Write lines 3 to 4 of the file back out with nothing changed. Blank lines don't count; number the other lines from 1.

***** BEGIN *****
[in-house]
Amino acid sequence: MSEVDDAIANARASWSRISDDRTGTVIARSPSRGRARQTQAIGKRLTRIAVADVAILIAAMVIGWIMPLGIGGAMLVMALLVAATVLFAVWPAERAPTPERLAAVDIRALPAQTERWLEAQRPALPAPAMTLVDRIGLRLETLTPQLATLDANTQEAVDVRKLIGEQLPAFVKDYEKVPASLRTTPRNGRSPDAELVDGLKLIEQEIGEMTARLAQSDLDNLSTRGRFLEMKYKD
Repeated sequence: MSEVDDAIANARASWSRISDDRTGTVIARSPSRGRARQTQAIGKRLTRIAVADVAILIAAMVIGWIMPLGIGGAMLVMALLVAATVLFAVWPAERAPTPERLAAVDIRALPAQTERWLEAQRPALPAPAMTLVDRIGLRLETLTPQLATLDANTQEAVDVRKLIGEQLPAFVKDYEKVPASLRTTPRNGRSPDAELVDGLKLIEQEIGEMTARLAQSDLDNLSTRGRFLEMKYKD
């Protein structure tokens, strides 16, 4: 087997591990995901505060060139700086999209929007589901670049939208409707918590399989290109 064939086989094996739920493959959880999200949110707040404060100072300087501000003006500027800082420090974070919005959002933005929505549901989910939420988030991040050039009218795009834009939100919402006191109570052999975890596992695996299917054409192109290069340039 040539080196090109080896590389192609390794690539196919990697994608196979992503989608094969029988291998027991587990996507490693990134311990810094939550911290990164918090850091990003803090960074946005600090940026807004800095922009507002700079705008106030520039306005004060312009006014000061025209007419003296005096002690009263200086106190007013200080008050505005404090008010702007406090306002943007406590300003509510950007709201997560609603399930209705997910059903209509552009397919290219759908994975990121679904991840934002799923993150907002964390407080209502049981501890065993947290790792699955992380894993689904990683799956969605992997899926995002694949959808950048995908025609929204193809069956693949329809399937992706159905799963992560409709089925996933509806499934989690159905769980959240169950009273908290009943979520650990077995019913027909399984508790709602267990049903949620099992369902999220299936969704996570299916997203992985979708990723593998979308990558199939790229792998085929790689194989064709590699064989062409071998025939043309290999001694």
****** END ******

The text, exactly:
Repeated sequence: MSEVDDAIANARASWSRISDDRTGTVIARSPSRGRARQTQAIGKRLTRIAVADVAILIAAMVIGWIMPLGIGGAMLVMALLVAATVLFAVWPAERAPTPERLAAVDIRALPAQTERWLEAQRPALPAPAMTLVDRIGLRLETLTPQLATLDANTQEAVDVRKLIGEQLPAFVKDYEKVPASLRTTPRNGRSPDAELVDGLKLIEQEIGEMTARLAQSDLDNLSTRGRFLEMKYKD
């Protein structure tokens, strides 16, 4: 087997591990995901505060060139700086999209929007589901670049939208409707918590399989290109 064939086989094996739920493959959880999200949110707040404060100072300087501000003006500027800082420090974070919005959002933005929505549901989910939420988030991040050039009218795009834009939100919402006191109570052999975890596992695996299917054409192109290069340039 040539080196090109080896590389192609390794690539196919990697994608196979992503989608094969029988291998027991587990996507490693990134311990810094939550911290990164918090850091990003803090960074946005600090940026807004800095922009507002700079705008106030520039306005004060312009006014000061025209007419003296005096002690009263200086106190007013200080008050505005404090008010702007406090306002943007406590300003509510950007709201997560609603399930209705997910059903209509552009397919290219759908994975990121679904991840934002799923993150907002964390407080209502049981501890065993947290790792699955992380894993689904990683799956969605992997899926995002694949959808950048995908025609929204193809069956693949329809399937992706159905799963992560409709089925996933509806499934989690159905769980959240169950009273908290009943979520650990077995019913027909399984508790709602267990049903949620099992369902999220299936969704996570299916997203992985979708990723593998979308990558199939790229792998085929790689194989064709590699064989062409071998025939043309290999001694």